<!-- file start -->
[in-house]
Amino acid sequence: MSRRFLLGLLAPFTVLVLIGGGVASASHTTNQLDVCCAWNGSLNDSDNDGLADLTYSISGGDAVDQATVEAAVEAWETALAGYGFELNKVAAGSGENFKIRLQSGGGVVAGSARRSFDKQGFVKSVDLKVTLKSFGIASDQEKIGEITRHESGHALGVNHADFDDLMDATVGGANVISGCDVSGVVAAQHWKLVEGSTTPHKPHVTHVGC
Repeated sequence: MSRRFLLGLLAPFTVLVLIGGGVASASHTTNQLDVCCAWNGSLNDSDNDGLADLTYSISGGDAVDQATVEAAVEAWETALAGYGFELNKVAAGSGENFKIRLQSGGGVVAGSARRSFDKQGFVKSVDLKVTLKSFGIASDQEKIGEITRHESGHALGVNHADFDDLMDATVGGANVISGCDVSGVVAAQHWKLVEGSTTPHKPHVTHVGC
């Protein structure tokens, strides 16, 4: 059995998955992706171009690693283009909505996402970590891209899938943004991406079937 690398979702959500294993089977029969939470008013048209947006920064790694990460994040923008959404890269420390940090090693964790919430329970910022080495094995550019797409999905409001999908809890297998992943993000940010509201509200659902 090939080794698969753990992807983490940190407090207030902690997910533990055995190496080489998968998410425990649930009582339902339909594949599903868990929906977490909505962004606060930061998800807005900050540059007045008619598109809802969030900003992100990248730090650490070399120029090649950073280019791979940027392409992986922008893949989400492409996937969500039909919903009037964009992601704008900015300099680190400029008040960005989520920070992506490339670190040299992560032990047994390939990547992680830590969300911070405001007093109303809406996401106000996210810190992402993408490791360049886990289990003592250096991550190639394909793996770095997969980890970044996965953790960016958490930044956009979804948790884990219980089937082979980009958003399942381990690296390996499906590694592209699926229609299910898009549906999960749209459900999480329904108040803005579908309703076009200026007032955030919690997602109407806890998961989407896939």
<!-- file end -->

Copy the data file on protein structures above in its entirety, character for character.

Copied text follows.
[in-house]
Amino acid sequence: MSRRFLLGLLAPFTVLVLIGGGVASASHTTNQLDVCCAWNGSLNDSDNDGLADLTYSISGGDAVDQATVEAAVEAWETALAGYGFELNKVAAGSGENFKIRLQSGGGVVAGSARRSFDKQGFVKSVDLKVTLKSFGIASDQEKIGEITRHESGHALGVNHADFDDLMDATVGGANVISGCDVSGVVAAQHWKLVEGSTTPHKPHVTHVGC
Repeated sequence: MSRRFLLGLLAPFTVLVLIGGGVASASHTTNQLDVCCAWNGSLNDSDNDGLADLTYSISGGDAVDQATVEAAVEAWETALAGYGFELNKVAAGSGENFKIRLQSGGGVVAGSARRSFDKQGFVKSVDLKVTLKSFGIASDQEKIGEITRHESGHALGVNHADFDDLMDATVGGANVISGCDVSGVVAAQHWKLVEGSTTPHKPHVTHVGC
């Protein structure tokens, strides 16, 4: 059995998955992706171009690693283009909505996402970590891209899938943004991406079937 690398979702959500294993089977029969939470008013048209947006920064790694990460994040923008959404890269420390940090090693964790919430329970910022080495094995550019797409999905409001999908809890297998992943993000940010509201509200659902 090939080794698969753990992807983490940190407090207030902690997910533990055995190496080489998968998410425990649930009582339902339909594949599903868990929906977490909505962004606060930061998800807005900050540059007045008619598109809802969030900003992100990248730090650490070399120029090649950073280019791979940027392409992986922008893949989400492409996937969500039909919903009037964009992601704008900015300099680190400029008040960005989520920070992506490339670190040299992560032990047994390939990547992680830590969300911070405001007093109303809406996401106000996210810190992402993408490791360049886990289990003592250096991550190639394909793996770095997969980890970044996965953790960016958490930044956009979804948790884990219980089937082979980009958003399942381990690296390996499906590694592209699926229609299910898009549906999960749209459900999480329904108040803005579908309703076009200026007032955030919690997602109407806890998961989407896939």